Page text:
Antispam 'blacklist' providers hit by online attacks

FRAMINGHAM (09/26/2003) - After fighting unsolicited commercial e-mail for several years by compiling and distributing Internet "blacklists" used by Internet service providers to block e-mail from known spammers, two online businesses have given up their efforts after their Web sites were crippled by distributed denial-of-service (DDoS) attacks they believe were launched by spammers.

And another company has ended its blacklist participation due to fears of potential attacks from spammers apparently going on the offensive against antispam activists.

Ron Guilmette, a Roseville, Calif.-based proprietor of a small, independent software company, Monkeys.com, and Joe Jared, owner of Osirusoft.com, a foot orthopedics design business in Orange, Calif., shut down their antispam blacklists recently, declaring that spammers had forced them to do so with DDoS and other attacks.

The third blacklist provider, Compu-Net Enterprises in Paris, Tenn., also ended public distribution of its blacklist because of fears that it could be the next target for a attack by spammers trying to cripple its business. Bill Larson, the network administrator at Compu-Net, said Friday that the preventive measure will affect some 1,500 Internet service provider servers that regularly used his company's blacklist to filter e-mail for spam.

Guilmette halted distribution of his antispam blacklist and removed a Web page filled with antispam reference materials on Sept. 22 after his site was attacked and shut down for 10 days in August and again last weekend. His e-mail address was also recently spoofed and used to send pornographic images and sex-related messages to about 1 million e-mail accounts, prompting angry responses from recipients and making his business look like a spam machine, he said.

Guilmette had ramped up antispam efforts in recent months by working with ISPs around the world to construct an "open proxy honeypot network" that used automated logging software to see where spammers were hijacking access on insecure servers to send out spam, he said. The honeypot, essentially a trap that allowed ISPs to collect the IP addresses of the spammers, helped get "more than 100 of the Internet's largest spammers disconnected" by their own ISPs, he said.

That's why Guilmette believes spammers may have targeted him. "I came front and center to the attention of the worst of the spammers," he said.

After the last attack, he'd had enough. "I'm done fighting spam. I didn't decide this. The spammers have done this for me" by cutting off his business lifeline, he said. "I can't do this work if I can't connect to the Internet."

In a posting on an e-mail abuse online bulletin board aimed at letting the spammers know he has ended his fight against them, Guilmette announced his "unconditional surrender."

"I am deeply sorry that I have to withdraw from this fight, but at this point I clearly have no choice," he wrote. "I will simply not be allowed to continue fighting spam. I don't have either the bandwidth or the level of interest among either big network providers or law enforcement authorities that is clearly necessary in order to fight this kind of concentrated onslaught from thousands of separate zombie machines at a time. I would be the first to say that it is a damn shame that the bad guys have won yet another round, but their really isn't a damn thing that I can do about it."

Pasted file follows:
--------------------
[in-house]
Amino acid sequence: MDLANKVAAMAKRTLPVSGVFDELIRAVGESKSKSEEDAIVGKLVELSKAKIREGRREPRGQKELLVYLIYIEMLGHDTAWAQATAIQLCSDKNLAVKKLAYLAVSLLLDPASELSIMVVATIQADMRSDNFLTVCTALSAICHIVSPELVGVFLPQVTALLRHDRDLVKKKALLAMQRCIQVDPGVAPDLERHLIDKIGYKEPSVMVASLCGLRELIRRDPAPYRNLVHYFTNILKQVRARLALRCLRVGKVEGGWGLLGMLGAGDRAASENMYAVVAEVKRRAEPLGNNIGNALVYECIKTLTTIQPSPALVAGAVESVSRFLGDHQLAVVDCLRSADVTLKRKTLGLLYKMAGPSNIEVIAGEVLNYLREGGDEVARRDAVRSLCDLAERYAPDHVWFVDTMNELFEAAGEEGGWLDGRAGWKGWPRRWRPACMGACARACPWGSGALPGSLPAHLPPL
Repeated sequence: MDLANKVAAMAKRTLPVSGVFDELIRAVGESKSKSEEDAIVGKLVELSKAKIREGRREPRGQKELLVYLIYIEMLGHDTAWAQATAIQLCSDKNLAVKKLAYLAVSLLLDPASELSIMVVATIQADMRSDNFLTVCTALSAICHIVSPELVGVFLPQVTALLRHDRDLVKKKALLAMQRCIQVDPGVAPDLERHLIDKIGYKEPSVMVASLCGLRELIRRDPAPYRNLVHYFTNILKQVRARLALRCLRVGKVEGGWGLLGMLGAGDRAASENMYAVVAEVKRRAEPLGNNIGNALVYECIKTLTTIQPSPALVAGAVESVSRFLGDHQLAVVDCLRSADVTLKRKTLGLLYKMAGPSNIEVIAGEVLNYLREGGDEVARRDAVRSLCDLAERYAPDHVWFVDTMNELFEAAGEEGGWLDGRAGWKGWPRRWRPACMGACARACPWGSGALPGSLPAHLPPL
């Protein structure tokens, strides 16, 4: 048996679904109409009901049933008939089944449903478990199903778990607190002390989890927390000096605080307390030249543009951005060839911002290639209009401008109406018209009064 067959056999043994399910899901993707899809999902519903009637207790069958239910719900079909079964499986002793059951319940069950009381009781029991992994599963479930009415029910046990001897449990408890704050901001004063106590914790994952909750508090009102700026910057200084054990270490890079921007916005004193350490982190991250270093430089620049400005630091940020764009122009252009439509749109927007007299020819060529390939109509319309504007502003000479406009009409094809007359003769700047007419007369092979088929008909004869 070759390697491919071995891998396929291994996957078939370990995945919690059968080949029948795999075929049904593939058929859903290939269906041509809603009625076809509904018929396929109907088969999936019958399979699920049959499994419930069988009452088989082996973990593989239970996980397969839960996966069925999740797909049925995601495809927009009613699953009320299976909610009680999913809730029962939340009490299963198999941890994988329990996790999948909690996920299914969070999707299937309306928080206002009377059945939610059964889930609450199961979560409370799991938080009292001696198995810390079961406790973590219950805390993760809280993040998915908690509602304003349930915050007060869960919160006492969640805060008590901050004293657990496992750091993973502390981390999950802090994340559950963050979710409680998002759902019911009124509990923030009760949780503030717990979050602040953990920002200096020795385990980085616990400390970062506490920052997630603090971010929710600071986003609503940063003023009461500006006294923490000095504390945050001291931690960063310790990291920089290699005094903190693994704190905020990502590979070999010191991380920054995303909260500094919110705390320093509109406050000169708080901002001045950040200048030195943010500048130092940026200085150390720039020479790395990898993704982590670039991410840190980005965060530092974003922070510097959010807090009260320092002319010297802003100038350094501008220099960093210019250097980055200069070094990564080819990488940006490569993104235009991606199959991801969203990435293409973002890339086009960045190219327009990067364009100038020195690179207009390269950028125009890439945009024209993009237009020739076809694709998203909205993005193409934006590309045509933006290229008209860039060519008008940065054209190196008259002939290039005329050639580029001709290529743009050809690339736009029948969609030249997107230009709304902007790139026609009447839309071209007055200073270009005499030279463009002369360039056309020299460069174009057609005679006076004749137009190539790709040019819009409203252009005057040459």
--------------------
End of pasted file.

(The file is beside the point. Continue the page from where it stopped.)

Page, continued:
Jared, who's maintained his blacklist since 2000, believes he was targeted by spammers because his list is used to block spam by a large number of Internet service providers. "So [spammers] take the most popular sites down and go ahead and continue to spam," he said. "I'm just pretty much disappointed in the whole thing."

His Web site was "pounded" by a DDoS attack for four weeks in July and August before he shut down the blacklist on Aug. 29. "It was affecting my business," he said.

Compu-Net's Larson said he has maintained the public distribution of his own blacklist since 1998, but now will use it only internally to protect his company's customers. He added that he fears that if spammers retaliate, he'll be knocked out of business by DDoS attacks.

His company has had recent problems with spoofed e-mails sent using a corporate e-mail address, he said, and that was enough. "It has an economic effect there," Larson said. "I had to look at it as I do not want to be next."

Guilmette and Jared said they reported the DDoS attacks to local police and to the FBI, but the response from law enforcement agencies was lukewarm. "I'm disappointed in the legal system at this point," Jared said.

Calls to the FBI for comment weren't returned Friday.

Seth Schoen, a staff technologist for the nonprofit Electronic Frontier Foundation in San Francisco, said the incidents "indicate that spammers are pretty aggressive in getting their spam through."

Although the EFF is skeptical of blacklists because of concerns about inaccuracies and past track records, that doesn't give spammers a reason to shut the lists down, he said. "I really wish that law enforcement would take it seriously," Schoen said.

A related Internet group, the Open Relay Database, which tracks open server relays that spammers use to send their spam across the Internet, noted the closing of the Osirusoft list on its Web site, calling "their demise a massive blow to the movement."

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